Overall, The Wanderings of Oisin is a masterpiece of Irish literature, a powerful and evocative poem that captures the spirit of a nation and a people. It is a meditation on the tension between the old and the new, the pagan and the Christian, and the fleeting nature of human existence. It is also a celebration of Irish mythology and folklore, and a testament to the power of language and imagination. For anyone interested in Irish literature, history, or culture, this poem is essential reading.

Editor Recommended Sites

Deploy Multi Cloud: Multicloud deployment using various cloud tools. How to manage infrastructure across clouds
Zerotrust Video: Zero Trust security video courses and video training
Dev Curate - Curated Dev resources from the best software / ML engineers: Curated AI, Dev, and language model resources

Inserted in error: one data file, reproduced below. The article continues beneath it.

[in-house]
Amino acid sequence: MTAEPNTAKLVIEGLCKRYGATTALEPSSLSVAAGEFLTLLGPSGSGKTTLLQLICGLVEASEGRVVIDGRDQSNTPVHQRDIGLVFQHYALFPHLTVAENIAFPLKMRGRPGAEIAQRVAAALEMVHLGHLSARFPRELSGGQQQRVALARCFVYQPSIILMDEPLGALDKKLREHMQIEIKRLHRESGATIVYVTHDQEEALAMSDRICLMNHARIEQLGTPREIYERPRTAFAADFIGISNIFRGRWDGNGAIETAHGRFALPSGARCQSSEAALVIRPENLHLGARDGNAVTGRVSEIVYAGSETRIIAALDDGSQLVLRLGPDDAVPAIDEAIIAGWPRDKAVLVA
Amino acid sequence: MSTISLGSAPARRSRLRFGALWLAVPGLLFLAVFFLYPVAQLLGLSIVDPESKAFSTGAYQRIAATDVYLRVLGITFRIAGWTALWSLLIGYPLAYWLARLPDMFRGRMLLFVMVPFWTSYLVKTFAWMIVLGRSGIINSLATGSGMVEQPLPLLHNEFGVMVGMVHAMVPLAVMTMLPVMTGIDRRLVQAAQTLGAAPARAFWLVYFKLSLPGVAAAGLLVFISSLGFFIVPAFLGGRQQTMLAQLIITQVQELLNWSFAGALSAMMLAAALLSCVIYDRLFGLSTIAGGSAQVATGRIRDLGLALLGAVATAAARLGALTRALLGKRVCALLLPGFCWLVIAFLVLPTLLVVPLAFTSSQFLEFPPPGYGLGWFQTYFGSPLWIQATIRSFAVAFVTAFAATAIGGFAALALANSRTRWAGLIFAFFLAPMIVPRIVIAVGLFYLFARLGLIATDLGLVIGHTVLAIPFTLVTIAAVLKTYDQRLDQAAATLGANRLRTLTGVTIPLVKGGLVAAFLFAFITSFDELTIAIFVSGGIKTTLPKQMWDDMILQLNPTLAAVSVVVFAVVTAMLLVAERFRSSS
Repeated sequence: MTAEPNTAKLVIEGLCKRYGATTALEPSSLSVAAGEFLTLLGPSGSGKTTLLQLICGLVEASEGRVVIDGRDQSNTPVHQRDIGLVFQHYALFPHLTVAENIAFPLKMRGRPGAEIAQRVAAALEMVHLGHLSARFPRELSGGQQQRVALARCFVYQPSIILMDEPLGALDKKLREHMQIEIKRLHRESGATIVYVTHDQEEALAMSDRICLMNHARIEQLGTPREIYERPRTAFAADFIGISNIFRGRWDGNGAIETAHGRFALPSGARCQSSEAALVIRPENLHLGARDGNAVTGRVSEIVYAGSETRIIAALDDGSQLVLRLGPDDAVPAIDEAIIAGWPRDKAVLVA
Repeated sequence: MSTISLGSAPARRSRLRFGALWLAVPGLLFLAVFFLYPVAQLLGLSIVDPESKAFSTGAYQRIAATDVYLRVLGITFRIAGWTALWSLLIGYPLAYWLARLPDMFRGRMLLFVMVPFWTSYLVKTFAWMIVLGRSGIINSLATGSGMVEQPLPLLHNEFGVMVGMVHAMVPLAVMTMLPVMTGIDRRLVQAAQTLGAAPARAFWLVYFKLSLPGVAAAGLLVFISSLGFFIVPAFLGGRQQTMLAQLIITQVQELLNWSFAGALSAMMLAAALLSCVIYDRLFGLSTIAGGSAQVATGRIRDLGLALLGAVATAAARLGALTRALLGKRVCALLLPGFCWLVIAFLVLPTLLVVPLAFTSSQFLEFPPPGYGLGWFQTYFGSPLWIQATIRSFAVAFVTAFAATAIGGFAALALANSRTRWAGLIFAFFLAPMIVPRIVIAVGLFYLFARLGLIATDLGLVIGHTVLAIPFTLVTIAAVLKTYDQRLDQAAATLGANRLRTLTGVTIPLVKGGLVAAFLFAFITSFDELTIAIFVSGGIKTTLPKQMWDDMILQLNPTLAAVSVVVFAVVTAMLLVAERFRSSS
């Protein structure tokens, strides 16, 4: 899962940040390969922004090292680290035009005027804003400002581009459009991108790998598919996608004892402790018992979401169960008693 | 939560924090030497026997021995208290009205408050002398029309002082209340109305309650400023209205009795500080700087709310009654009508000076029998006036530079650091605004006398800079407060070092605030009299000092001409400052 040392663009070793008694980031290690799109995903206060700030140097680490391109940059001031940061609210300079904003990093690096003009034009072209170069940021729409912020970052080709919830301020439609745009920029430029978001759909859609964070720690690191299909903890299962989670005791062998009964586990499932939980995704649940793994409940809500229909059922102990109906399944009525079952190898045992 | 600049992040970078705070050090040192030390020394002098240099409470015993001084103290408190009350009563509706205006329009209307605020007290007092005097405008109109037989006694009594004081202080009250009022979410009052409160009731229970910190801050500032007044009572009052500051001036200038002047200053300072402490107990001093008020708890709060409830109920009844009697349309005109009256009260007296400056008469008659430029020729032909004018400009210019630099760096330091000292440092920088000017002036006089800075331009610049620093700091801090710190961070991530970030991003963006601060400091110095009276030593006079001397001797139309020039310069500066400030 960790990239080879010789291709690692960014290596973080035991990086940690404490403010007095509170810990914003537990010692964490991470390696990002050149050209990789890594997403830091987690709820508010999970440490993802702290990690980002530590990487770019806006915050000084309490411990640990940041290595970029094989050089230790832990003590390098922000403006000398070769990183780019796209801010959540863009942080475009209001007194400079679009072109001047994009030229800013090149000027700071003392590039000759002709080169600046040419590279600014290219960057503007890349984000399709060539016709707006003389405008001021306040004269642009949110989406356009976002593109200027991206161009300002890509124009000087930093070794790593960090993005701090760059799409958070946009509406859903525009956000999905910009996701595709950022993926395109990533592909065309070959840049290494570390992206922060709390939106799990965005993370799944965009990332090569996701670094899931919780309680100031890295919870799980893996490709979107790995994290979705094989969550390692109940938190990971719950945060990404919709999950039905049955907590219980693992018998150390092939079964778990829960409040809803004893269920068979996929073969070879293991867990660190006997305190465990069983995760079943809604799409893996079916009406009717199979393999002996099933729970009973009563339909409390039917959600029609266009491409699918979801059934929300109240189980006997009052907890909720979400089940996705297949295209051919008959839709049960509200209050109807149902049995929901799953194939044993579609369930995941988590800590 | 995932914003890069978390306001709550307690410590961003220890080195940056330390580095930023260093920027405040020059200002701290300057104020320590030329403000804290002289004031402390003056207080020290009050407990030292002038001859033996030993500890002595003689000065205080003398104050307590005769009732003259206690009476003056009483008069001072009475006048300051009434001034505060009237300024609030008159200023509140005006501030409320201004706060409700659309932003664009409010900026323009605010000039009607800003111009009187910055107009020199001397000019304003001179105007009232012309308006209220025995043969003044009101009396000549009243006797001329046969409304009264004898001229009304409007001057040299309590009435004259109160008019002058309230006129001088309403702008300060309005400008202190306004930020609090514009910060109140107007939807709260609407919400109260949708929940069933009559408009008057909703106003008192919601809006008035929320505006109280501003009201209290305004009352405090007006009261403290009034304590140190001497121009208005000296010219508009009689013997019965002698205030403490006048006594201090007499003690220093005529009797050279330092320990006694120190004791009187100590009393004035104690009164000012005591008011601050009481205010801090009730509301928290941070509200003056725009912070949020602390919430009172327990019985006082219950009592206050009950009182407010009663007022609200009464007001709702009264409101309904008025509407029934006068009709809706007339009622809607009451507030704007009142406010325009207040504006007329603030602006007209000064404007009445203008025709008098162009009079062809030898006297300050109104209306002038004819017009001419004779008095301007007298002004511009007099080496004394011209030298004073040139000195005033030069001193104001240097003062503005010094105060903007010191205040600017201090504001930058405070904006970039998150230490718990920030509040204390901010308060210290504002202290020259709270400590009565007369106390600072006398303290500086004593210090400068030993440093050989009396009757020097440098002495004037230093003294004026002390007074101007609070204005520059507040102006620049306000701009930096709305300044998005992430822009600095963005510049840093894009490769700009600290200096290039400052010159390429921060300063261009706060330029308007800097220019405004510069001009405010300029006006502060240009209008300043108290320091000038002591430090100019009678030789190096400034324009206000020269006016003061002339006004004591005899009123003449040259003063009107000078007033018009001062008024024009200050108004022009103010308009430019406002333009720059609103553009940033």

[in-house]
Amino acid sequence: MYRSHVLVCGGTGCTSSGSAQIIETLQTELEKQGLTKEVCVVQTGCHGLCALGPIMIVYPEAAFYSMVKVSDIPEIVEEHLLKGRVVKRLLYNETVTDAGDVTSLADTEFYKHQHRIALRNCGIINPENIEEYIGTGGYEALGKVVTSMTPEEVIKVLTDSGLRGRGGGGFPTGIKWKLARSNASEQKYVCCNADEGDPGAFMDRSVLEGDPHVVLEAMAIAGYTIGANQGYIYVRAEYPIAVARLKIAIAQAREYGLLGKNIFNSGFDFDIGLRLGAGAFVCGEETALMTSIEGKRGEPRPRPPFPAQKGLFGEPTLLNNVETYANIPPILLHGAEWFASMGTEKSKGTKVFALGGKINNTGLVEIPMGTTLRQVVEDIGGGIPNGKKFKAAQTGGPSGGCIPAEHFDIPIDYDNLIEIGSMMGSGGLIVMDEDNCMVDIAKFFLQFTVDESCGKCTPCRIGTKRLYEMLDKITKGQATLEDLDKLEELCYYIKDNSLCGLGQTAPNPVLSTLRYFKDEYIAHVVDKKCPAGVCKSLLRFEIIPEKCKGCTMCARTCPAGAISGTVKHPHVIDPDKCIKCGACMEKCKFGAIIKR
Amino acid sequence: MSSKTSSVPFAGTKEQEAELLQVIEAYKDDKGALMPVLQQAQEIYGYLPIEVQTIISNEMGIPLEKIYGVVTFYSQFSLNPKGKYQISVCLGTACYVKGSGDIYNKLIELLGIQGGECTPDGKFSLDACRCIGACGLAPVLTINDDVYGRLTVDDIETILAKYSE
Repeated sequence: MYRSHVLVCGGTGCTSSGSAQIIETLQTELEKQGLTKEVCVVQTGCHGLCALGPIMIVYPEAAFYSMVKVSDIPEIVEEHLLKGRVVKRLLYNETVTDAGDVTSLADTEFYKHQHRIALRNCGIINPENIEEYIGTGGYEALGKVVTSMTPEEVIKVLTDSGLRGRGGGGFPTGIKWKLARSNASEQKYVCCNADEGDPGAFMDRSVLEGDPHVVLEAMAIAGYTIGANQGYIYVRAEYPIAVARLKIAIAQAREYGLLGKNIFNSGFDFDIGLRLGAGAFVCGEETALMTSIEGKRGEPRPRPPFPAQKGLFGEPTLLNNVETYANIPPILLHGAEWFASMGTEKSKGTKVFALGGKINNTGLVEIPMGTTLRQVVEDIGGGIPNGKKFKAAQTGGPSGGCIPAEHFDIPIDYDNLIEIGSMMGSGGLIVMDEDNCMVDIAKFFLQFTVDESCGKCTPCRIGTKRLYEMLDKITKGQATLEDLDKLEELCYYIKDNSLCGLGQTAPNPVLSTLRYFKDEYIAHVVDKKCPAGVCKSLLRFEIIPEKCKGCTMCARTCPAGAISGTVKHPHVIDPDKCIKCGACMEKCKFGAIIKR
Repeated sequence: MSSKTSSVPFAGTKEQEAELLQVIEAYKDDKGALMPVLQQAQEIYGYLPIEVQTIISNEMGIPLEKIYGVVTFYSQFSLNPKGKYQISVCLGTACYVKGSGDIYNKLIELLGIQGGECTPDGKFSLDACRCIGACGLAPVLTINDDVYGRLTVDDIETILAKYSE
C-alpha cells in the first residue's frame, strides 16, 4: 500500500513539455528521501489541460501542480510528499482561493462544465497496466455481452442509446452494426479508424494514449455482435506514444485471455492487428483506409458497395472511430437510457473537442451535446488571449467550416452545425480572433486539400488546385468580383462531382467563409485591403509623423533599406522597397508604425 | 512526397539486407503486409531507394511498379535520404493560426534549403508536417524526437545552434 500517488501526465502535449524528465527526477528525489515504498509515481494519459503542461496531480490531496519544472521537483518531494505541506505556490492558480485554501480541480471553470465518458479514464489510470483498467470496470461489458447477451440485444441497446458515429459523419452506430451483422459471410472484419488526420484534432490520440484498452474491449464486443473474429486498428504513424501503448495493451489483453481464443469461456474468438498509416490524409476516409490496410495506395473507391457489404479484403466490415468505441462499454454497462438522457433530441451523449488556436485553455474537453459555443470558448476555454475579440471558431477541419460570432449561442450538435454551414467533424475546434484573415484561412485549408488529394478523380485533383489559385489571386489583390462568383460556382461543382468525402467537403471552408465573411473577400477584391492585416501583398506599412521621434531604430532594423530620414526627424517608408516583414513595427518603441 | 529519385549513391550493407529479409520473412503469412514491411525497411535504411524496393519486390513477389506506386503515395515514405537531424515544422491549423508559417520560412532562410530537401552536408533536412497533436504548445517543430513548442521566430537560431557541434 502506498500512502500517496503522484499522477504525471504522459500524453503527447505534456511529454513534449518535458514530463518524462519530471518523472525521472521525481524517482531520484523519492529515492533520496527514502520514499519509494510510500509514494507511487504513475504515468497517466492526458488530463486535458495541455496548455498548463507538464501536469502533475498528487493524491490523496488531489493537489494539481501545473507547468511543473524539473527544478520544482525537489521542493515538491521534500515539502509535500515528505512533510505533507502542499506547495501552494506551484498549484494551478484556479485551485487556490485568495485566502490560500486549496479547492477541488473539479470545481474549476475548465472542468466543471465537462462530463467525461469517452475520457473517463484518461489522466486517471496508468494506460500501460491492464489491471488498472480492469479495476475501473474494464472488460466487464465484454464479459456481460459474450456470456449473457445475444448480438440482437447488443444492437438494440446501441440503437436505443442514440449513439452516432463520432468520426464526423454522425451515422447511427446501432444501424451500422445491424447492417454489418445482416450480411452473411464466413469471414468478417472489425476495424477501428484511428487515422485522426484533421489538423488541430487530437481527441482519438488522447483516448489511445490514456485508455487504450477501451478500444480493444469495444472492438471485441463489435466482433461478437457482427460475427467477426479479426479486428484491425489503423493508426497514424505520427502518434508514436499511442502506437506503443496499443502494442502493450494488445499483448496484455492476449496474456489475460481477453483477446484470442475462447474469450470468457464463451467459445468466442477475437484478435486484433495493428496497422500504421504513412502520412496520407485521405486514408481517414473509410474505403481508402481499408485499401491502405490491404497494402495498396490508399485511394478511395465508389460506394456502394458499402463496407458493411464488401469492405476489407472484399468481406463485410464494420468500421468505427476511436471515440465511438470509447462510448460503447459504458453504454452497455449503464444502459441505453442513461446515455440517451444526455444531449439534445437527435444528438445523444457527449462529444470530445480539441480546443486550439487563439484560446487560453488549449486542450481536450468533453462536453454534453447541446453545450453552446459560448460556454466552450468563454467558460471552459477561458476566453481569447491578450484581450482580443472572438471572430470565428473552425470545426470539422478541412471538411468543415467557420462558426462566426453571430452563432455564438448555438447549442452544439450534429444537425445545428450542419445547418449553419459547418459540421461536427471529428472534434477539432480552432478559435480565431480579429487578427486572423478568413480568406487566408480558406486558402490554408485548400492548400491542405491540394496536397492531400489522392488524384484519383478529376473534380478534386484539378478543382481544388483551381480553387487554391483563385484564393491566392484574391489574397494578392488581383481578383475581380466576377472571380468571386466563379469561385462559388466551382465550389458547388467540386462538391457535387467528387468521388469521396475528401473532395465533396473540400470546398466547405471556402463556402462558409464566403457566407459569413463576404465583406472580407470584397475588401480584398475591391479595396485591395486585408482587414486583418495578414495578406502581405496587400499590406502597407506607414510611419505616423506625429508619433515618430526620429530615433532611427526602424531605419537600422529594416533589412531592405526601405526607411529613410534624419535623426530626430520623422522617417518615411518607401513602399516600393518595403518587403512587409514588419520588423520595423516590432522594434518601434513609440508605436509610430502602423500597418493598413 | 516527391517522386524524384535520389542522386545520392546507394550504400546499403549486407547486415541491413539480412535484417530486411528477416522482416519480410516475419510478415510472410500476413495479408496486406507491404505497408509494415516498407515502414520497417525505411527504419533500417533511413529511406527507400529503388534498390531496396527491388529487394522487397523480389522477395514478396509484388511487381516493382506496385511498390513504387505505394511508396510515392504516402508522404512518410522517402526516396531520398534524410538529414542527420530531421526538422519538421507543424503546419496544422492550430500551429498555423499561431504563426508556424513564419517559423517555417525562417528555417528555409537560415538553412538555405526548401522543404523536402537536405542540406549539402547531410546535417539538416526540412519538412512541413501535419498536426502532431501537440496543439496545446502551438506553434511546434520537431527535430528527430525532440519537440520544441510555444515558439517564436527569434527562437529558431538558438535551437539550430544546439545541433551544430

Best Deal Watch - Tech Deals & Vacation Deals: Find the best prices for electornics and vacations. Deep discounts from Amazon & Last minute trip discounts
Prompt Ops: Prompt operations best practice for the cloud

Recommended Similar Analysis

Wisdom by William Butler Yeats analysis
Destruction of Sennacherib, The by George Gordon, Lord Byron analysis
L 'Allegro by John Milton analysis
Daybreak In Alabama by Langston Hughes analysis
A Last Confession by William Butler Yeats analysis
Tulips by Sylvia Plath analysis
Without warning by Sappho analysis
The Soldier by Rupert Brooke analysis
To Earthward by Robert Lee Frost analysis
Midsummer, Tobago by Derek Walcott analysis